Evolution of deadly bird flu strain stems from gene exchanges

20-03 | |
Avian influenza killed millions of birds across 5 of the 7 continents in 2022. Photo: Canva
Avian influenza killed millions of birds across 5 of the 7 continents in 2022. Photo: Canva

Through comprehensive analyses of epidemiological, genetic and bird migration data, scientists have found that the dominant genotype replacement of the H5N8 viruses in 2020 contributed to the H5N1 outbreak in the 2021/22 wave.

The avian influenza outbreak killed millions of birds across 5 of the 7 continents in 2022. In the first 6 months of that year, more than 69 million farmed birds were culled and 34,000 wild birds died from the virus, though this is likely to be underestimated.

The scientists found that the 2020 outbreak of the H5N8 genotype instead of the G0 genotype produced reassortment opportunities and led to the emergence of a new H5N1 virus with G1’s HA and MP genes, causing a significant outbreak in Europe and North America. And through the wild bird migration flyways investigation, the Chinese researchers found that the temporal-spatial coincidence between the H5N8 G1 virus and the bird autumn migration may have expanded the H5 viral spread, which may be one of the main drivers of the emergence of the 2020-22 H5 panzootic.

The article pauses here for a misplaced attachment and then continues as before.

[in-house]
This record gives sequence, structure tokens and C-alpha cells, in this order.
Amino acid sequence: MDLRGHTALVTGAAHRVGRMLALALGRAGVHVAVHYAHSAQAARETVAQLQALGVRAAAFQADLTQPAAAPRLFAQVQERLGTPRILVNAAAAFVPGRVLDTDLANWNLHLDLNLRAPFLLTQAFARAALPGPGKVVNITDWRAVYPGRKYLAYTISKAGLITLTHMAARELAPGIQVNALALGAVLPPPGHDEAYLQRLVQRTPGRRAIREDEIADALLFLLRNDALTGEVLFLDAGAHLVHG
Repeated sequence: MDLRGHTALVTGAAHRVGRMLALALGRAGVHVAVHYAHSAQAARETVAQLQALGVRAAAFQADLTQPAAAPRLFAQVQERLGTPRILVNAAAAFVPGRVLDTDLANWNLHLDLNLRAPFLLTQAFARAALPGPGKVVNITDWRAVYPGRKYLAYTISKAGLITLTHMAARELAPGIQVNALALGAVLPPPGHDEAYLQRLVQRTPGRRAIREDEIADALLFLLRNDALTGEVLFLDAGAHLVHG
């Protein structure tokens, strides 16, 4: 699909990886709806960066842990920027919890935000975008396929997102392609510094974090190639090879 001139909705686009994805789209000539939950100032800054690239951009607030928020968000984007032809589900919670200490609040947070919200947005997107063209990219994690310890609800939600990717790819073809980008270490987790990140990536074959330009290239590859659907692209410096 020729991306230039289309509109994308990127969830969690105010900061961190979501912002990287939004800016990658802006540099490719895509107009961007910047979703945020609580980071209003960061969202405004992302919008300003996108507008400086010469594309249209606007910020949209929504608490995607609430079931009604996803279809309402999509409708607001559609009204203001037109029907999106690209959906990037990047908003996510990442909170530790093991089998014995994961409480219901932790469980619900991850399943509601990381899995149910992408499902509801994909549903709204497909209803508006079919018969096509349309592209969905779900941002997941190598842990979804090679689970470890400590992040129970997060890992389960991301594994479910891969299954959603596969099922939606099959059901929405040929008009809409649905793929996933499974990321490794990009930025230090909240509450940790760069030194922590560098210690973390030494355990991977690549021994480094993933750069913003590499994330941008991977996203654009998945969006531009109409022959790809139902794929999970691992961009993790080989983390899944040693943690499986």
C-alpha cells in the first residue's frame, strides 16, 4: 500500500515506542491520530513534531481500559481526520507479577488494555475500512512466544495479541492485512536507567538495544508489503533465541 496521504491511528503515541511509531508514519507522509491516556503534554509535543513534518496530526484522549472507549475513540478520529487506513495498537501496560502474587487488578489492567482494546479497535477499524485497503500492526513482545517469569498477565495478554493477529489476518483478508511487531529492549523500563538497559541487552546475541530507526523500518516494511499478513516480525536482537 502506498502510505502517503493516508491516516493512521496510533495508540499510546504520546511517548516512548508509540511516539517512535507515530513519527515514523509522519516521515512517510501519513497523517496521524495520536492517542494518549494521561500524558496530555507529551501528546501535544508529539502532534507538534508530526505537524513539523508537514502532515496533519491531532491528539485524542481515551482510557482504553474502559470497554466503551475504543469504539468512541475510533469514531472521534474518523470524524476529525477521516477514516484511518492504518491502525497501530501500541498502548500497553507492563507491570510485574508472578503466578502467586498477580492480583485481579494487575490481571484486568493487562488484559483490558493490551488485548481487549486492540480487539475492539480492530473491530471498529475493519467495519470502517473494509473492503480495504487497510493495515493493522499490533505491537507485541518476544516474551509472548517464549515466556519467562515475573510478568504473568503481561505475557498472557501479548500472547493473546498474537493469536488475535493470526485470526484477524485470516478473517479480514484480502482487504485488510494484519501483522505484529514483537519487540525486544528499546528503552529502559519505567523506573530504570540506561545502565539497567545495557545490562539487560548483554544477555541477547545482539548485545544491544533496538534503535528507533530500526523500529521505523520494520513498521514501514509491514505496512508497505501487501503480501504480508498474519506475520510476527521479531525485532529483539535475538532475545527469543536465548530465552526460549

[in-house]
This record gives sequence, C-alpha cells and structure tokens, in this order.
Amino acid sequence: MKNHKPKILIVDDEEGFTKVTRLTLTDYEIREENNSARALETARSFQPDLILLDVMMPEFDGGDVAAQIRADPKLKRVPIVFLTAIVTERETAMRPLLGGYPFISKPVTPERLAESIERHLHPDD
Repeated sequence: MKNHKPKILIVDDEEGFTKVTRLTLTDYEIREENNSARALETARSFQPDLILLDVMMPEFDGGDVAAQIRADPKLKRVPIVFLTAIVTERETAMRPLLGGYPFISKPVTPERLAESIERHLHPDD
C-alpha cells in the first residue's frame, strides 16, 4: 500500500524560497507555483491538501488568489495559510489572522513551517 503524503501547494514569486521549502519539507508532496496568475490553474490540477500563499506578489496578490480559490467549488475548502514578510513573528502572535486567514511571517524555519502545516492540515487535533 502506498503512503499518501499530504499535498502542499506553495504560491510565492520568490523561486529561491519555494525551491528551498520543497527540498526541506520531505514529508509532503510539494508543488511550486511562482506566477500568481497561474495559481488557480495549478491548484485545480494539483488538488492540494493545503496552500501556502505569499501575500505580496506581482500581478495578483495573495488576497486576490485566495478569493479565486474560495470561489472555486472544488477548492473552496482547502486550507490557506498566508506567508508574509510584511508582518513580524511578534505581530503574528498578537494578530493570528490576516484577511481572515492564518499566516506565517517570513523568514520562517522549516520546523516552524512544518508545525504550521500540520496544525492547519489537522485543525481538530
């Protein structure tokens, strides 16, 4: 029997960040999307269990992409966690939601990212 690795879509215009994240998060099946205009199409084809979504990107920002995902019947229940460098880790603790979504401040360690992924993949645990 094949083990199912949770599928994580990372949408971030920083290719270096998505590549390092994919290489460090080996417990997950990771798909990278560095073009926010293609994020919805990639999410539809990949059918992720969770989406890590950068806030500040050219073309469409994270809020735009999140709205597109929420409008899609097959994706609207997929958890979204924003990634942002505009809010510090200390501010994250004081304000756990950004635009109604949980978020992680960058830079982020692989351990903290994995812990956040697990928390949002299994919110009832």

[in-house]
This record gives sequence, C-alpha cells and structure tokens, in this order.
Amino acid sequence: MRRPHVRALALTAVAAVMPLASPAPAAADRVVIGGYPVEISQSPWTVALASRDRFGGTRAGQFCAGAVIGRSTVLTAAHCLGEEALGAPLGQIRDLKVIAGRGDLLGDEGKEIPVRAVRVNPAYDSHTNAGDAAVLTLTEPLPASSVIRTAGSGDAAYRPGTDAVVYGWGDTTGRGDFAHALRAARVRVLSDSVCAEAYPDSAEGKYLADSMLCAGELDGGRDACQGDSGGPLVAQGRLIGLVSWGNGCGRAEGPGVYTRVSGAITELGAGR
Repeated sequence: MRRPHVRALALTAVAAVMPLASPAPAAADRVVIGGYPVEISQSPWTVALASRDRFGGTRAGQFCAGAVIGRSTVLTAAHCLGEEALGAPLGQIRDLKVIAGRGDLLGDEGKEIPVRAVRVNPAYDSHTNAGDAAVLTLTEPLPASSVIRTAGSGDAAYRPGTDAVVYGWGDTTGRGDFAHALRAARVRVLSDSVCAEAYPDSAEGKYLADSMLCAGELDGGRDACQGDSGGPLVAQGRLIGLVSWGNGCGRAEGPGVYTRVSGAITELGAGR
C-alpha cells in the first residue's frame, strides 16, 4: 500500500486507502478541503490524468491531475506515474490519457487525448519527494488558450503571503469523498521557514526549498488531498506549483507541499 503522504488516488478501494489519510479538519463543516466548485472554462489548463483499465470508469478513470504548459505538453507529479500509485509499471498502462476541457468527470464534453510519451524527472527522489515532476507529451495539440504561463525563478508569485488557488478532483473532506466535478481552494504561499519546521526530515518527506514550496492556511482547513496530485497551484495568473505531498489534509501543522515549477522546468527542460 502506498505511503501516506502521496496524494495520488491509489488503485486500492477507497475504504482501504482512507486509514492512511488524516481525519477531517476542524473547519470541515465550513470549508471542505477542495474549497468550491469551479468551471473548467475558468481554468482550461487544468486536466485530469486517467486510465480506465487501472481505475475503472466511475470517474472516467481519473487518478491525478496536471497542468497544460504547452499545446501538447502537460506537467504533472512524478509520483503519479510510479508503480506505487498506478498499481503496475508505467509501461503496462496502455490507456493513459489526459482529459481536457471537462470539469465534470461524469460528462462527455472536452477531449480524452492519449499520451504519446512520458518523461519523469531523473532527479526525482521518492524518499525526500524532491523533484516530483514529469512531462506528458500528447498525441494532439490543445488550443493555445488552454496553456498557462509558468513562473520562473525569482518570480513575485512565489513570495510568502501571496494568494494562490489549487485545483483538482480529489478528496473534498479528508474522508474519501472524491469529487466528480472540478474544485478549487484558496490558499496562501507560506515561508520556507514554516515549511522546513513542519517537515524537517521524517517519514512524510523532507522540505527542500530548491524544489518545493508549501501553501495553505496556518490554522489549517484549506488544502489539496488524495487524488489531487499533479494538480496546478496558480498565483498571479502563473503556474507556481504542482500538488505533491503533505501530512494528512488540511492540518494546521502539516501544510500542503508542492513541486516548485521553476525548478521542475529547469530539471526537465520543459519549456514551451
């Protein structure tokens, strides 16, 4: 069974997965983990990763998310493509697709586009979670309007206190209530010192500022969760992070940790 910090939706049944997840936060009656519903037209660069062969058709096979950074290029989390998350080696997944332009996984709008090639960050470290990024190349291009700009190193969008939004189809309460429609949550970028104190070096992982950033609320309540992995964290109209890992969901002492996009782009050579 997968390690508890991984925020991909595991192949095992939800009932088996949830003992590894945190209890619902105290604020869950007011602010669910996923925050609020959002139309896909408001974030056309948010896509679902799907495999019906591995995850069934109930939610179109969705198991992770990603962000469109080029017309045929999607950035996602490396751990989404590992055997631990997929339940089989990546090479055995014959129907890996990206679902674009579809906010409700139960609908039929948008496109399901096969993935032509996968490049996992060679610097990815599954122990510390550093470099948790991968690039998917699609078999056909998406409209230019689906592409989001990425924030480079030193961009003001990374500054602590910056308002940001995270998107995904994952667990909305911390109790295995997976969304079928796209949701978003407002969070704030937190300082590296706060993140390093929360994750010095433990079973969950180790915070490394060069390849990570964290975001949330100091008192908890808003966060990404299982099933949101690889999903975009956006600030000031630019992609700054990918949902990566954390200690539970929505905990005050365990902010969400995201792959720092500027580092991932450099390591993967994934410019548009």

In the paper ‘Spatiotemporal genotype replacement of H5N8 avian influenza viruses contributed to H5N1 emergence in 2021/2022 panzootic’, published in the journal Journal of Virology, the authors say that since 2020, highly pathogenic avian influenza H5 subtype variants of clade have spread across continents, but until now the factors promoting the genesis and spread of the H5 HPAI viruses have been unclear.

But in this research, the scientists found that the spatiotemporal genotype replacement of H5N8 HPAI viruses contributed to the emergence of the H5N1 variant that caused the 2021/23 panzootic. They found that the viral evolution in poultry of Egypt and surrounding area and autumn bird migration from the Russia-Kazakhstan region to Europe are important drivers. These findings, they say, provide important targets for early warning and could help control the current and future HPAI epidemics.

Bird flu spread 3 times faster

The publication Nature Asia reported that a team of international researchers revealed that the virus mutated to spread 3 times faster among wild birds than it did in farmed poultry in 2020 and has caused a significant rise in incidental infections in wild carnivores, mink and marine animals.

Rabeh Al-Shishini, virologist at Egypt’s National Research Centre, said Egypt began vaccinating poultry with vaccines around 2005/6 against an avian influenza subvariant, but it became endemic in Egypt until 2017, when poultry and wild birds were infected with another bird flu subvariant (H5N8) that caused global spikes in 2020/1.

“The 2016 and 2017 outbreak in Egypt is attributable to multiple reasons, including the absence of effective vaccines against the prevailing bird flu variants,” said the virologist. The newest H5N1 strains has evolved from, and almost entirely replaced, the H5N8 strain that emerged in Egypt in 2016.

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Tony Mcdougal Freelance Journalist